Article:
[Tipster] How Long Should this Article, Chapter, or Book Be?

tipster post Mar 04, 2022

How Long Should this Article, Chapter, or Book Be?

Good question. If you've never "published" before, most likely you have no real idea of length for your writing project.

By "published," I don't mean only "publishing a book with a traditional publisher."

The word "publishing" is a broad term. It can mean putting together a book that only your family will read.

Some relatives on my dad's side put together a history of our family and why they immigrated from the southern parts of the Ukraine and Moldova.

That's publishing.

A social media post is a form of publishing.

So publishing means "getting your ideas into the world in some form."

Thus, it is hard to come up with a standard length because it is part of the "form" question:

How will my writing be "packaged" for others to read?

Here are several random principles about form and length:

1. If you're writing for a print or online publication, there are "writer's guidelines" that specify length.

That's pretty straight forward. You write "to length."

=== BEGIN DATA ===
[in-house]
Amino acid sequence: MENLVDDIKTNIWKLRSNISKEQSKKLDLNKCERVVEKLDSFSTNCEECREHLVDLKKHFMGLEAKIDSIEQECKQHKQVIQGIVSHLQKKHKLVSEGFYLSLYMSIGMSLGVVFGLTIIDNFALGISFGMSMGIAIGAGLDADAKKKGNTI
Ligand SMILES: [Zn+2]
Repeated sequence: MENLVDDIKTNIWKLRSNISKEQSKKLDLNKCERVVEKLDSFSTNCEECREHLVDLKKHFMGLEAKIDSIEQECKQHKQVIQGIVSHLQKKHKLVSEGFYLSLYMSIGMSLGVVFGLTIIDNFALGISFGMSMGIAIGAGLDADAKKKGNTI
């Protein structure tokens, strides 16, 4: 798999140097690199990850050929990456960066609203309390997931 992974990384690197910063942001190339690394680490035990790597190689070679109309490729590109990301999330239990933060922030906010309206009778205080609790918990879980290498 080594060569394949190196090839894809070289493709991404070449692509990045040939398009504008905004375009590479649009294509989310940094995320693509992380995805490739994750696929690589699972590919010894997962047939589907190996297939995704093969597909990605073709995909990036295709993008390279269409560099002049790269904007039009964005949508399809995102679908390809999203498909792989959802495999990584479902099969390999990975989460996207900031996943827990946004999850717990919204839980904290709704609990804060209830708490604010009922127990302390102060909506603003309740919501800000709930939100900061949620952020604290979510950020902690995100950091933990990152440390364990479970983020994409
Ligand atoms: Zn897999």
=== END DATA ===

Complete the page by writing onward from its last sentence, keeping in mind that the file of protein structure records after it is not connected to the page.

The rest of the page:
You follow their rules about length.

Most publications post their guidelines online.

2. If you're writing a memoir, pick up a few books like yours. Take note of the number of pages.

Then multiple by, roughly, 300 words per page. For example, a 55,000 word book should be about 185 actual book pages.

A friend just published a memoir of his journey back to the Catholic faith. The book was 116 pages, so the book was about 35,000 words. With 15 chapters, each one averaged 2,300 words.

3. Form always dictates length.

So, if you're writing a book for your family, do a bit of research to see what other families have done.

If you're writing a travel book, then research travel books.

If you're writing a children's book, then spend an afternoon at a bookstore (if you can find one) and review children's books like the one you want to write.

4. Break a few rules.

One thing Melissa has done in her social posting on Instagram is to write longer, more extended posts.

She has woven a more narrative, story-driven approach to writing for her Megillicutti Instagram account.

Melissa is also a Chicago vintage dealer, and Megillicutti is where she publishes to promote her brand.

She has 27,000 followers, and often her posts garner more than 100 comments from her followers. She broke the rule about keeping posts short.

My point is: as you write, note what others do, but, ultimately, you need to do you.

Don't be locked into traditional forms.

Especially if you plan to self-publish your work, find a form that works for you - and then write to length.

Now, buckle up and write!